Xinja cuts the cap for paying interest on its Stash account once again to just $50,000

- November 17, 2020 2 MIN READ
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Less than a year after “Australia’s best savings account”, the high interest rate on Xinja’s Stash savings account appears to be a millstone around the neobank’s neck, with the fintech slashing the interest-bearing cap by two-thirds to just $50,000 on any deposits.

With the launch of Xinja US share trading platform Dabble now delayed indefinitely, and the digital bank yet to offer lending, the 1.5% interest offered to Stash account customers appears to be burning a hole in the neobank’s balance sheet, especially after the RBA cut the official cash rate by 15 basis points earlier this month to a new record low of just 0.10%.

The new $50,000 cap for interest of Stash account deposits kicks in on November 23. It was only a month ago that Xinja cut the interest rate offered for a fourth time in nine months, alongside reducing the cap on money you can earn interest on by $95,000 to $150,000. It launched at the start of 2020 paying 2.25% interest on up to a $245,000 cap.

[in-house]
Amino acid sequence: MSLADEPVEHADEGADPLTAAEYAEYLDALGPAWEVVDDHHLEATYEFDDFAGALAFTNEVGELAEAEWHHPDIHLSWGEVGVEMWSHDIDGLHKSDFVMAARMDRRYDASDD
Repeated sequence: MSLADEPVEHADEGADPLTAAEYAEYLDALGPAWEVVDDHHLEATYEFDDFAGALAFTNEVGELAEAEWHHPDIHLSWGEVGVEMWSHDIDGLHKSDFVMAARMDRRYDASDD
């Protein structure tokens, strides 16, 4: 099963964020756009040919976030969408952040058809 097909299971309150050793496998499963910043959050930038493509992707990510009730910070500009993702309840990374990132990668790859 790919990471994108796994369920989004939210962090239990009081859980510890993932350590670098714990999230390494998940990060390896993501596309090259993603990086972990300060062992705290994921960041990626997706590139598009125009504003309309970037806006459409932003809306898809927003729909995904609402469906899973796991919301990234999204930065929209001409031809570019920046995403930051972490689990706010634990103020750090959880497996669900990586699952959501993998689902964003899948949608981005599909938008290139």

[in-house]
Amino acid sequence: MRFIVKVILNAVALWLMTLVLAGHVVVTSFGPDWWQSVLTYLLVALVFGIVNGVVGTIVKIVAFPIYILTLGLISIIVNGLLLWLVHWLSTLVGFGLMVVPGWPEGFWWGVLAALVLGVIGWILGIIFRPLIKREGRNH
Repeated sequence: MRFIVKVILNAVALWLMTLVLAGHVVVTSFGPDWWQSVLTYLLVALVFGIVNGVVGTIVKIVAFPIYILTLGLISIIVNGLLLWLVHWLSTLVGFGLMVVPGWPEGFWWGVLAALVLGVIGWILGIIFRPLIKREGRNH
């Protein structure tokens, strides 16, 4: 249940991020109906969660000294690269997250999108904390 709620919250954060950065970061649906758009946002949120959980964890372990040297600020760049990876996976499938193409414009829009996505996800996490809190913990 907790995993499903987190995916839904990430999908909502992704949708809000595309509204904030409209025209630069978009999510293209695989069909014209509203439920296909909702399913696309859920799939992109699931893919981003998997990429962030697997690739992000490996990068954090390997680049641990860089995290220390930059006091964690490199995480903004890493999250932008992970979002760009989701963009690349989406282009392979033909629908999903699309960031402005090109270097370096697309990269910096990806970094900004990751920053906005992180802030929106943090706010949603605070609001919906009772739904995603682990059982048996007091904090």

The bank, which launched in 2018, received its full banking license in September last year, has yet to begin lending to customers, and by March this year had $450 million in deposits from 45,000 accounts on its books. That month, when the RBA cut rates to 0.5%, Xinja put a freeze on anyone opening a Stash account, having seen $400 million flow into the “Stash” accounts in just 8 weeks.

In a blog post last month, the company’s customer experience director, Camilla Cooke, said Xinja is launching Dabble, its US Share trading product, “soon: and personal loans “not that long afterwards”.Last week the bank added a note that the launch of Dabble, which was originally scheduled August, “has been delayed and exact date of launch is yet to be confirmed”.

In March, following a $50 million crowdfunding round, Xinja announced a $433 million investment over two years from Abu Dhabi investment company Emirates’ World Investments, which tipped in $160 million immediately, with the remaining A$273 million available to be drawn down in multiple tranches over the next two years.
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